California Health Advocates, along with 70 other advocacy organizations statewide, submitted a letter to Governor Newsom requesting that implementation of Medi-Cal Share of Cost reform be included in his January 2024-25 Budget Proposal. This would make the reform effective in January 2025, subject to budget appropriation. We urge the timely implementation of this reform beginning January 1, 2025 in order to end the severe financial burden the existing program has on many older adults and people with disabilities. Once implemented, California would join New York state in leading the nation in making Medicaid more affordable for low-income older adults and people with disabilities.
The current Medi-Cal Share of Cost program forces low-income individuals to live at the maintenance need level in exchange for Medi-Cal services. The current Medi-Cal maintenance need level is $600 a month for a single person, equivalent to 49% of the federal poverty level. California’s maintenance need level has not increased since 1989. If an individual’s income is over $600 a month, they are responsible for paying the paying the remaining income towards their health care each month before they are eligible for Medi-Cal. For example, if an individual’s countable income is $1800 a month, their monthly Medi-Cal share of cost is $1200 and they have $600 left to pay their rent, food, utilities, clothing and all other expenses each month. It is impossible to live off of $600 a month.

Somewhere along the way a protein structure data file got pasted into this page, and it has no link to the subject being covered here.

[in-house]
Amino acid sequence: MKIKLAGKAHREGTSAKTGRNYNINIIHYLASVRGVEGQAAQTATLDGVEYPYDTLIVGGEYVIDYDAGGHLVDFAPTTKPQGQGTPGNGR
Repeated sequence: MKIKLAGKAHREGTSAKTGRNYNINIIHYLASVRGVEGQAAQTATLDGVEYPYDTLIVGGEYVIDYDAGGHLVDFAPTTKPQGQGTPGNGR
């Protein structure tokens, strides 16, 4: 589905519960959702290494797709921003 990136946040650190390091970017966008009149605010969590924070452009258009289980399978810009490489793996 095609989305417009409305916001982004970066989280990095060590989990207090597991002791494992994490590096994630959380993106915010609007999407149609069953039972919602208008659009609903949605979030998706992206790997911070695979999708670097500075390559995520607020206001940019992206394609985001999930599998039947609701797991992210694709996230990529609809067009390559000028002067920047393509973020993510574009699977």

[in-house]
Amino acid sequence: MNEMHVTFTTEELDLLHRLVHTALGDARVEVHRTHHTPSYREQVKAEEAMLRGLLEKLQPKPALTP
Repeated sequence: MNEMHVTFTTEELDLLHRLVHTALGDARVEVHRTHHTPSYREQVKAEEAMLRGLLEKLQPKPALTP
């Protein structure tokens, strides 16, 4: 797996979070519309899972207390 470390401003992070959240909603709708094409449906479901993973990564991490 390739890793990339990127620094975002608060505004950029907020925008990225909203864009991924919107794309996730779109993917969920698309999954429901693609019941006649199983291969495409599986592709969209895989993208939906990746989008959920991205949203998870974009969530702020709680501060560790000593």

This level of cost sharing is irreconcilable with other recent efforts in California to make health care affordable and equitable, including efforts to expand access to Medi-Cal and lower the cost of Covered California plans – which is why we are grateful that the Administration and Legislature agreed to raise the maintenance need income level to 138% FPL in the FY 2022-23 budget, beginning January 1, 2025. Implementing this reform on time would mean that older adults and people with disabilities will no longer have to make the impossible choice of paying for their health care or making rent and having food on the table.